NotesFAQContact Us
Search Tips
ERIC Number: ED475961
Record Type: Non-Journal
Publication Date: 2003-May
Pages: 142
Abstractor: N/A
Reference Count: N/A
School Lunch Program: Efforts Needed To Improve Nutrition and Encourage Healthy Eating. United States General Accounting Office Report to Congressional Requesters.
Brown, Kay E.; Miller, Robert B.; Whitman-Miner, Dianne L.; Wallace, Shana B.; Fucile, Tamara L.; Schwimer, Daniel A.; Angulo, Karyn I.; Stenersen, Stanley G.
Over 15 percent of children are overweightdouble the rate in 1980. Children's diets are high in fat but low in fruits, vegetables, and other nutritious foods. The National School Lunch Program has had a continuing role in providing students with nutritious meals; however students must choose to eat the nutritious food and limit less healthful choices. The U.S. General Accounting Office (GAO) was asked by Congress to report on the extent to which school lunches, nation-wide, were meeting nutrition standards. Among other findings, the GAO found that schools were moving toward meeting school lunch nutrition requirements for nutrients such as protein, vitamins, and minerals, but did not meet the required 30 percent limit for calories from fat. Also efforts to encourage healthy eating could be increased. Students may need more exposure to nutrition education to effect positive changes in their behavior, and most students have access to foods of little nutritional value, such as soft drinks and candy, at school. Barriers to providing nutrition meals and encouraging healthy eating included budget pressures and competing time demands. Schools had taken a variety of innovative steps to overcome barriers, such as modifying recipes to lower the fat content of popular foods, or integrating nutrition lessons into reading and math classes. Based on findings, the GAO recommended that the Secretaries of Agriculture, Health and Human Services, and Education work together to identify specific strategies to help schools promote nutrition education while meeting state academic standards, and to encourage each state to identify a focal point to promote collaborative efforts that would further develop nutrition education activities for schools. (Three appendices include comments from the Department of Health and Human Services and the Department of Education.) (HTH)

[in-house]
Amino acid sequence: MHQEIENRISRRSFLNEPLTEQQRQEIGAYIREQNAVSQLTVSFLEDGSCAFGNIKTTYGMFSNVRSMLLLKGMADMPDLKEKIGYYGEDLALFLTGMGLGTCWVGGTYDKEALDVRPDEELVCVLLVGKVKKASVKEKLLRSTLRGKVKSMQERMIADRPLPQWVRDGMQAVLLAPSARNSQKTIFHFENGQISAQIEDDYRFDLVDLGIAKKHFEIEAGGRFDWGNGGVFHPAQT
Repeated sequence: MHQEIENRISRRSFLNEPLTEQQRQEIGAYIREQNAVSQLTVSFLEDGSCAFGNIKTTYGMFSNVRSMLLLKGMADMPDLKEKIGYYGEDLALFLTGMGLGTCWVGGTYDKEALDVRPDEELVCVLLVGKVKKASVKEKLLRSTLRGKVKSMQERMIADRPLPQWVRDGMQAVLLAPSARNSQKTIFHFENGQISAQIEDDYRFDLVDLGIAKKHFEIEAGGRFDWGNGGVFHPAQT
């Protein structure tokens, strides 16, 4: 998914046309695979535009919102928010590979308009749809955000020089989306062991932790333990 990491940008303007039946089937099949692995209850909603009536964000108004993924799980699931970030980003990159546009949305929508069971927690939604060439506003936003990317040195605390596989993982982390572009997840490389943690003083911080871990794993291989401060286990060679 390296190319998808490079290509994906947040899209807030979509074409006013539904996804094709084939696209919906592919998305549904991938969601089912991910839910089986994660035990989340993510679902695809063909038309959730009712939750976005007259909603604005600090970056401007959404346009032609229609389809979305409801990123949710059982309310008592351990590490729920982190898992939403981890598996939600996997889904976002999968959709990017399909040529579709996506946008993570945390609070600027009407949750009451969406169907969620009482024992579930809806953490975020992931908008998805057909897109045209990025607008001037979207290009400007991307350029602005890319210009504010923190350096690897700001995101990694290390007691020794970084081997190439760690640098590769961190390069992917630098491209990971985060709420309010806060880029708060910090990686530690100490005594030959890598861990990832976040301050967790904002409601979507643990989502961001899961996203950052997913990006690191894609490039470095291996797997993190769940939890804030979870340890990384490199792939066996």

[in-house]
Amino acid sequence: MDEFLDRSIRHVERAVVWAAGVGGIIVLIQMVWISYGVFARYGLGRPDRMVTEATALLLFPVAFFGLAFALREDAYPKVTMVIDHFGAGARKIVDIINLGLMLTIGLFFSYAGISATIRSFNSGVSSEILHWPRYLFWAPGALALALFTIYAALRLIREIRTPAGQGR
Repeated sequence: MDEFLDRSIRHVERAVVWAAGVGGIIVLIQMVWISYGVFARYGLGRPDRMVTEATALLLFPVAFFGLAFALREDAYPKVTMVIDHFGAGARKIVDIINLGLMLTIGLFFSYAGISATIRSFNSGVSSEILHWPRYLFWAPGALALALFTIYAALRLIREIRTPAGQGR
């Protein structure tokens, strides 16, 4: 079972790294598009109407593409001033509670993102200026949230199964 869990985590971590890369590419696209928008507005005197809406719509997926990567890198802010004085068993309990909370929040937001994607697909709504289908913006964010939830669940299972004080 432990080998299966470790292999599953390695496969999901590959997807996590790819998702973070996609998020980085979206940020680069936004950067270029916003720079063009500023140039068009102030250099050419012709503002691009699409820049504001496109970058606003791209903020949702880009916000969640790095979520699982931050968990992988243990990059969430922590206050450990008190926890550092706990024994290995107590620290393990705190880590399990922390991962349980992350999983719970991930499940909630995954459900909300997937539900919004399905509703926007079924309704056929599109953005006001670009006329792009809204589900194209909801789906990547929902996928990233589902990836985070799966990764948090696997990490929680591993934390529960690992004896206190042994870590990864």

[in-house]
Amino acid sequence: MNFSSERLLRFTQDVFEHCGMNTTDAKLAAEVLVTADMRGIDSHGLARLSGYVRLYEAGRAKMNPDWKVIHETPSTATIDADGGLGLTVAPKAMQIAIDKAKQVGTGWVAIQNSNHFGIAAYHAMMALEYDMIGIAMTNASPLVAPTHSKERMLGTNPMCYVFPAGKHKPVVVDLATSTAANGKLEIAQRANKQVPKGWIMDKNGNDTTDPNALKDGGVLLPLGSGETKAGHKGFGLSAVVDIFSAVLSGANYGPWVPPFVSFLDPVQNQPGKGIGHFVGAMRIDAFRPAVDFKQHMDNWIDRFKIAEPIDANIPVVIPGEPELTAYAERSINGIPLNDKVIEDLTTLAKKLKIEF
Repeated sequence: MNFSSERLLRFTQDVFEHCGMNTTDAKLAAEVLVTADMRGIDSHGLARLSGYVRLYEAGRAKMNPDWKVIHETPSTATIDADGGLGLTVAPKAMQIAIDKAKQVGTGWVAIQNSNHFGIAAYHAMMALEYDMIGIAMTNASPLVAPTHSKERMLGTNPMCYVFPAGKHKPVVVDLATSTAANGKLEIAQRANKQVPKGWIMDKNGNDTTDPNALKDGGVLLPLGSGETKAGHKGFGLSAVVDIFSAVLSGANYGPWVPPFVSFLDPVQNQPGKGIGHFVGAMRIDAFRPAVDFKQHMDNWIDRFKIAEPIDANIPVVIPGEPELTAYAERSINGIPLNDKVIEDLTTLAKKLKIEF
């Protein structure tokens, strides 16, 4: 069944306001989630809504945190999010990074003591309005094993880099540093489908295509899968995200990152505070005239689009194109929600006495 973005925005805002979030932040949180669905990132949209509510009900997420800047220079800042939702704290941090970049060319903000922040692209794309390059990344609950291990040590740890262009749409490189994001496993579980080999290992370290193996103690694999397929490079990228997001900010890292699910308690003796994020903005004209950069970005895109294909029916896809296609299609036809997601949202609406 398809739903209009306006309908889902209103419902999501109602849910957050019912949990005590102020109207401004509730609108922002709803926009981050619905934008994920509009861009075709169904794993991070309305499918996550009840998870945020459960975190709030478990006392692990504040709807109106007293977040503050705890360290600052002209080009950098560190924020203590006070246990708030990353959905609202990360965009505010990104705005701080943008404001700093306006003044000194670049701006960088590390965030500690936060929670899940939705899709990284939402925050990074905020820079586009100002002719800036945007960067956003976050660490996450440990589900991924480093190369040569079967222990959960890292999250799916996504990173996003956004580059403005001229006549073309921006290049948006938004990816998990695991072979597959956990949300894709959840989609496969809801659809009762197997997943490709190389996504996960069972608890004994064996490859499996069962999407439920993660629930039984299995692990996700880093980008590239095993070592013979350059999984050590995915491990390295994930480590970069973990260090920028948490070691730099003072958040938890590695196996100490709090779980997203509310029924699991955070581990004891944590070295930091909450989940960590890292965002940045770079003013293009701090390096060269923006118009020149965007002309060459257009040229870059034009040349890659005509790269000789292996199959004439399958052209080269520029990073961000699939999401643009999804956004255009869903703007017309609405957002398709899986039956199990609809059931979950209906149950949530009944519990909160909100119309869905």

U.S. General Accounting Office, 441 G Street, NW, Room LM, Washington, DC 20548 (free, first copy; $2, each additional copy). Tel: 202-512-6000; Fax: 202-512-6061; Web site: For full text:
Publication Type: Reports - Research
Education Level: N/A
Audience: N/A
Language: English
Sponsor: N/A
Authoring Institution: General Accounting Office, Washington, DC.